Q: Please introduce yourself and tell us about how you became interested in the mental health field.
A: My name is Jake Wiskerchen and I’m from Reno, Nevada. I found my way to mental health kind of by accident. After graduating during the Great Recession I ended up working for a friend who was then a clinical director at an outpatient mental health agency. That really sparked my interest in the field and eventually, I started a company called Zephyr Wellness, along with two partners. Aside from Zephyr Wellness, I’m a mental health advocate. As part of that, I do two podcasts, one about mental health and another that has to do with guns and mental health. There’s a lot of stigma around mental health and I find myself talking a lot about how to bring care to people who are suspicious of it while also demystifying the counseling process.
I’m also still involved with the legal side of things off re-authoring laws and shaping up statutes, and getting improved funding and insurance credentialing, and all sorts of systemic change stuff.
Q: So as you’ve grown Zephyr Wellness, how have you grown your team? And what candidate characteristics do you look for, beyond what’s on a resume?
A: We want to be different. Ultimately we want to make agency work desirable. We pay well, we treat everybody like family.
So when we are hiring, we assess for a diversity of experience and thought, and openness to feedback, because in this profession – or any profession – we’re supposed to be lifelong learners.
Counseling is about rehabilitation, non-judgment, always evolving and growing, and a belief that a human’s psyche is never-ending and limitless. Not everybody believes that thought, so we assess to make sure people don’t have that attitude.
We also believe in work/life balance and so employees do have to like the boundaries that we put in place. Some people can’t handle it and feel the call to answer emails after hours, take emergency crisis calls at 9:30 at night, interrupting dinner. That’s just not what we’re about. Leave work at work.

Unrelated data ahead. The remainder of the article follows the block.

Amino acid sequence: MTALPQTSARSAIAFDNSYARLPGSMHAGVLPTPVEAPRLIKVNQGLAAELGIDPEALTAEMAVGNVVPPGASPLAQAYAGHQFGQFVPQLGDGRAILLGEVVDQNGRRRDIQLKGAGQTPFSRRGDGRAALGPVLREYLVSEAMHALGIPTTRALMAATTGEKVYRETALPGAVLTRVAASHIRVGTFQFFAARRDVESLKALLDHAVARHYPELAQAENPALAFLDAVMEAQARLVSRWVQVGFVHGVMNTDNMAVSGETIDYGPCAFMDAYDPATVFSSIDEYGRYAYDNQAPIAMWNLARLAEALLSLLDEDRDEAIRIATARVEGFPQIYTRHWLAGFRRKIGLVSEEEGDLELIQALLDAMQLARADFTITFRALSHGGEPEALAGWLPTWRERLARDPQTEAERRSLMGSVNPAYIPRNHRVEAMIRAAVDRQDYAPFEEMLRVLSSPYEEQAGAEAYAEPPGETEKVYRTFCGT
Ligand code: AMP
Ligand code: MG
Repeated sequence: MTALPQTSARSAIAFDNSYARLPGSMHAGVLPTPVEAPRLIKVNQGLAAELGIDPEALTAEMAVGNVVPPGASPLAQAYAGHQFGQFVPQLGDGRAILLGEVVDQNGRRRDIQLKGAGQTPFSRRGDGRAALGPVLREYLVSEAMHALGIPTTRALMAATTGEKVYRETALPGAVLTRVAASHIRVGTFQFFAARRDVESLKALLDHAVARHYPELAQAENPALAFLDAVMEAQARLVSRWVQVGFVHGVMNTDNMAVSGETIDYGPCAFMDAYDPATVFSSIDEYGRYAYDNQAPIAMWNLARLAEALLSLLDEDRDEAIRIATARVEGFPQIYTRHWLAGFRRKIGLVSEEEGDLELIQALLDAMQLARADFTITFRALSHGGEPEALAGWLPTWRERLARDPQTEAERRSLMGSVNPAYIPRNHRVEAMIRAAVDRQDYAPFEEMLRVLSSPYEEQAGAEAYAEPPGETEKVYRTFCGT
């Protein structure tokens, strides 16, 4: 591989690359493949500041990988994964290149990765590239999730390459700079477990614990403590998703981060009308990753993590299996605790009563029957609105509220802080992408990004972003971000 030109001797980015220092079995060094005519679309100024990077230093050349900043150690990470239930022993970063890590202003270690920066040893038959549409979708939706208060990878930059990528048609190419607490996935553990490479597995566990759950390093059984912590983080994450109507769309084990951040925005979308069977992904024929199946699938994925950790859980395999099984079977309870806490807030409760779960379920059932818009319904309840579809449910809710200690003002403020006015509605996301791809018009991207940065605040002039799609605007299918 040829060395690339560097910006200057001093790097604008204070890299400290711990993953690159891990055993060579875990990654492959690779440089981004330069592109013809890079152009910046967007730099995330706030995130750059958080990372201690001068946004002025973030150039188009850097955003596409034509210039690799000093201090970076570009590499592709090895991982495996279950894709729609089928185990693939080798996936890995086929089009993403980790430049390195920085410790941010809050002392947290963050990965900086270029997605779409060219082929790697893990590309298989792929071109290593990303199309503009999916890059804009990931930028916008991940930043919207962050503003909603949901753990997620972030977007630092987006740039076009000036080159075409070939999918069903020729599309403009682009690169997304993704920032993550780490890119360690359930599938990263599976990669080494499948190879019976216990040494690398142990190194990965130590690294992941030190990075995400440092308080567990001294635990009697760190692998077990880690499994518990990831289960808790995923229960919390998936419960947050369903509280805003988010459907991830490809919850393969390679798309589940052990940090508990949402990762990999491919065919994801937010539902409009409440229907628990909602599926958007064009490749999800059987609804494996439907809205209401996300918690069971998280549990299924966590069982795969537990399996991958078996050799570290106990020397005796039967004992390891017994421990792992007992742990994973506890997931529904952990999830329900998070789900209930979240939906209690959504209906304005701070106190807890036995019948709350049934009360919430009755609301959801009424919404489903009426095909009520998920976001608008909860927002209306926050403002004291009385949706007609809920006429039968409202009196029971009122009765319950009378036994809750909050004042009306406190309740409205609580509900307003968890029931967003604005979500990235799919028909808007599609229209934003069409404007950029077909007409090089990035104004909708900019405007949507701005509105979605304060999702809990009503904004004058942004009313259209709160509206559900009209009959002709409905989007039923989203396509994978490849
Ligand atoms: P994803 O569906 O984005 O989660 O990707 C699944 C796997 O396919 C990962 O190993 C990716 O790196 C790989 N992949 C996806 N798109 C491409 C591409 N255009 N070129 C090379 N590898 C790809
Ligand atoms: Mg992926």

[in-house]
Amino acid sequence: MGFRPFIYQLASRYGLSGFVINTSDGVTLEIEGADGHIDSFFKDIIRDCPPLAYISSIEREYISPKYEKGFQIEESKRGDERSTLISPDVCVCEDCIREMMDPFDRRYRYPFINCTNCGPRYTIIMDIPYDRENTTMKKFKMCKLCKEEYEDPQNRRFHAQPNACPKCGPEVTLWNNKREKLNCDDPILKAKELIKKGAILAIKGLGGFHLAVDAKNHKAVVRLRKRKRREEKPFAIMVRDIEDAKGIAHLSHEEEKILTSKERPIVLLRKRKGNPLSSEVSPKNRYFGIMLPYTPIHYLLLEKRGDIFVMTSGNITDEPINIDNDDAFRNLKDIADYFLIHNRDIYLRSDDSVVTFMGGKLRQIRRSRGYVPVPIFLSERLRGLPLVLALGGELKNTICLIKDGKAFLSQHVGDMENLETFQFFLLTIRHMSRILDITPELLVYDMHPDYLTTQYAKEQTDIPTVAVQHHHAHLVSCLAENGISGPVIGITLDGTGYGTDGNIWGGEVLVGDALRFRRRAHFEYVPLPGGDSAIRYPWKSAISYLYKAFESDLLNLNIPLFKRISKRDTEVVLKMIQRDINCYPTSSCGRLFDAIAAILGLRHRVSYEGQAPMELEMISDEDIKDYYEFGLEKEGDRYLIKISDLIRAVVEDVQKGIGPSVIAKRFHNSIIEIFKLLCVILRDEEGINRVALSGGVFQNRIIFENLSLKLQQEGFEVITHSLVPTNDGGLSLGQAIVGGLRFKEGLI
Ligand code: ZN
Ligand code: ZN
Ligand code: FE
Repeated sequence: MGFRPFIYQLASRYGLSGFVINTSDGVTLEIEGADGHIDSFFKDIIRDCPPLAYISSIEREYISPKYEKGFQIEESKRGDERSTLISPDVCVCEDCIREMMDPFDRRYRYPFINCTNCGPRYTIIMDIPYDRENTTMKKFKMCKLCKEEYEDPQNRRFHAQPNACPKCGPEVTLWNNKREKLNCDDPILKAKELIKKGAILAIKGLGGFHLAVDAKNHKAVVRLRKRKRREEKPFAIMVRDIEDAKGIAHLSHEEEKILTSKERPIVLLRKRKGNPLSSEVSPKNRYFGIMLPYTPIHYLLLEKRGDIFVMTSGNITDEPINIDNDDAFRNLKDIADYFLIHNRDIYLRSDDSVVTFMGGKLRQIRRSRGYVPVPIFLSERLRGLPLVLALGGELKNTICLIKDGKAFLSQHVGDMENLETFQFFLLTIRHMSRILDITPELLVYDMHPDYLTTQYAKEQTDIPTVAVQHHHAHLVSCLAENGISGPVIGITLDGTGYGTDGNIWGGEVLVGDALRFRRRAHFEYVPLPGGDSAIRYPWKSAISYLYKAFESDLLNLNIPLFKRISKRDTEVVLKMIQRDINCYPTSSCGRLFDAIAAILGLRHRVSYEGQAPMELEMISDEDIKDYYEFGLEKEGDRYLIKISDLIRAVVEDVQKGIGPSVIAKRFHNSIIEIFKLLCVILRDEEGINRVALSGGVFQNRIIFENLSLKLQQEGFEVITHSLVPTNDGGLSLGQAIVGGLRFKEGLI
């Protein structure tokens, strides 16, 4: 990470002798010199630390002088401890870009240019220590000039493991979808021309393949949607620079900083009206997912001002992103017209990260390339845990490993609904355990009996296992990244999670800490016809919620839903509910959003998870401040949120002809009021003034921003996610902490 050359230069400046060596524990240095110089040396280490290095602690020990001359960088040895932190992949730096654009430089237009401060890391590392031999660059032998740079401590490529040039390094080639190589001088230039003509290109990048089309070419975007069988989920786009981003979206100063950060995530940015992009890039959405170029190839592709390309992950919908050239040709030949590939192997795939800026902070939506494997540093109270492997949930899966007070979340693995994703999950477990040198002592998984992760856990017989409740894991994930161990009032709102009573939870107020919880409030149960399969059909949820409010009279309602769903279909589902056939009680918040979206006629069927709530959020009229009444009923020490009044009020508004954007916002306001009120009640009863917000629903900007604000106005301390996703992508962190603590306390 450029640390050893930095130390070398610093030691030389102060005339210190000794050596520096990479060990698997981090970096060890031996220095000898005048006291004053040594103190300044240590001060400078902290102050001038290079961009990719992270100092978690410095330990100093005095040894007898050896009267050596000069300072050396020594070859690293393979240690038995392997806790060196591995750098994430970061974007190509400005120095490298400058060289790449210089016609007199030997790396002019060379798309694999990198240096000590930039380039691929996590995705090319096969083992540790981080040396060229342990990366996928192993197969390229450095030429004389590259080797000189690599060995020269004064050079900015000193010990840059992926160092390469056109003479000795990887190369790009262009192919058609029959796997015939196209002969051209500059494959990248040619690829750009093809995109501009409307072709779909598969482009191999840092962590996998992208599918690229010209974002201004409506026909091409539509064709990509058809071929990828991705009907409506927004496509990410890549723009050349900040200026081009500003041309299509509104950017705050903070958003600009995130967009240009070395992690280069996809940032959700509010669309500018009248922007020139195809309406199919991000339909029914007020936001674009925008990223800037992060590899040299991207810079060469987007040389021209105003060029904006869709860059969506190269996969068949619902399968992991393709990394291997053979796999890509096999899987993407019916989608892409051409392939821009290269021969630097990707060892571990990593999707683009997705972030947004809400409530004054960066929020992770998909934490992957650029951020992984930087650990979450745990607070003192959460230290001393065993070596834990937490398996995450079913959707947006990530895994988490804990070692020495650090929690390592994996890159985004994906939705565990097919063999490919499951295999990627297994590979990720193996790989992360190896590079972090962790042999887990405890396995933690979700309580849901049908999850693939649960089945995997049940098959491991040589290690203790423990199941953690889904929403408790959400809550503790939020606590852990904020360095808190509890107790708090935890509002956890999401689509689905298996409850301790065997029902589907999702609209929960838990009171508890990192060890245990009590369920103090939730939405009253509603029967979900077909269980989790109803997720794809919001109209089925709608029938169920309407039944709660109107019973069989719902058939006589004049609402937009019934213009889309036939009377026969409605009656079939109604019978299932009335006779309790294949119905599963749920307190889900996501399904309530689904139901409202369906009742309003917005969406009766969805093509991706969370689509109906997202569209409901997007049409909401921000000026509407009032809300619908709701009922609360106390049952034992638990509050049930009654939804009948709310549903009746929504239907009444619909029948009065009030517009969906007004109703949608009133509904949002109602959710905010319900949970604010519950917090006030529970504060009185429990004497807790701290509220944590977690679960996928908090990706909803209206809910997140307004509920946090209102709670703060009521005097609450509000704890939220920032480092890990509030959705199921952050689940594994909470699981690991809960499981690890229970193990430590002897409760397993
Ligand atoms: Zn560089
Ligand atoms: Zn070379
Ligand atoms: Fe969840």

Q: What tips would you share with an agency that wants to grow but might be running into roadblocks?
A: Get your ego out of the way and be humble. It’s very important to stay really focused on your foundational principles and maintain that drive and desire you have and make sure those align.
It’s also important to act with intentionality. My tip would be to know what you’re doing and why you’re doing it. Then stick to that because there will be a lot of dazzling things that will compete for your attention and your resources. And your most important resource is time. You can’t do everything and you can’t do everything well. To borrow a phrase from ancient wisdom, “light up your little corner of the world and let everybody know where you are. Don’t try to light everything else up.” Ego will drive you to light up everything, which may wind up happening, but not because you seek to do so.
Q: Tell us a little about Zephyr Wellness’s philosophy and how that translates into your company culture.
A: We’re here to heal people. Period. We don’t want to just stuff our calendar with ailing people and keep them returning in perpetuity. We want to empower them with the ability to continue healing themselves throughout the course of their lives.
We just drop it on employees right at the beginning and say, “Here’s what we’re about, this isn’t just another job. This is a profession.” We expect professionalism from you and we expect more than the bare minimum.
Q: When you’re looking for employees, what are turn offs during the application process?
A: They have to be ready to learn. They have to be ready to grow. Emails that are clearly mass emails won’t stand out, or if they lack a cover letter attached or a resume, or a statement of purpose. I want to see statements about what they are and what they’re willing to become. I want to see that vision.
Q: Any final pieces of advice for job-seekers?
A: Look beyond the billing rate. Check the benefits, the company culture, and what your expected duties will be. Compare that with your own career goals and your work preferences. That will help ensure that you’re finding a long-term fit, not just another job.
Thank you to Jake for sitting down with us and sharing his advice!